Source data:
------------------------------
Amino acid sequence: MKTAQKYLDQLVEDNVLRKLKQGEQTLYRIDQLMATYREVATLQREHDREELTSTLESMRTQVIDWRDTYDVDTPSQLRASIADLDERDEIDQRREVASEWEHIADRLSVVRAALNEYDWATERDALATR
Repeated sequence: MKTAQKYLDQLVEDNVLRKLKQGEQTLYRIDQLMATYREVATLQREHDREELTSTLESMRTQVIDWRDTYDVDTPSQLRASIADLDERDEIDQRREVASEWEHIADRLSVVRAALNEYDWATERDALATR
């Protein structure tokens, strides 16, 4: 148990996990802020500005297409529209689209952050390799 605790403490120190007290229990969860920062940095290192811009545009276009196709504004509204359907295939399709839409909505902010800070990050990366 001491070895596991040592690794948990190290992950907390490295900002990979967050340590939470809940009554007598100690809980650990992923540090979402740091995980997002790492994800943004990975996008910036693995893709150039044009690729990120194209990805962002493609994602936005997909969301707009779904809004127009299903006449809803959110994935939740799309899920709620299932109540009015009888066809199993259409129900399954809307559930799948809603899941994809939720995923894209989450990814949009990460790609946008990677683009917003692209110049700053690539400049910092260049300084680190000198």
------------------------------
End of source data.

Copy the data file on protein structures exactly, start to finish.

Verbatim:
Amino acid sequence: MKTAQKYLDQLVEDNVLRKLKQGEQTLYRIDQLMATYREVATLQREHDREELTSTLESMRTQVIDWRDTYDVDTPSQLRASIADLDERDEIDQRREVASEWEHIADRLSVVRAALNEYDWATERDALATR
Repeated sequence: MKTAQKYLDQLVEDNVLRKLKQGEQTLYRIDQLMATYREVATLQREHDREELTSTLESMRTQVIDWRDTYDVDTPSQLRASIADLDERDEIDQRREVASEWEHIADRLSVVRAALNEYDWATERDALATR
């Protein structure tokens, strides 16, 4: 148990996990802020500005297409529209689209952050390799 605790403490120190007290229990969860920062940095290192811009545009276009196709504004509204359907295939399709839409909505902010800070990050990366 001491070895596991040592690794948990190290992950907390490295900002990979967050340590939470809940009554007598100690809980650990992923540090979402740091995980997002790492994800943004990975996008910036693995893709150039044009690729990120194209990805962002493609994602936005997909969301707009779904809004127009299903006449809803959110994935939740799309899920709620299932109540009015009888066809199993259409129900399954809307559930799948809603899941994809939720995923894209989450990814949009990460790609946008990677683009917003692209110049700053690539400049910092260049300084680190000198």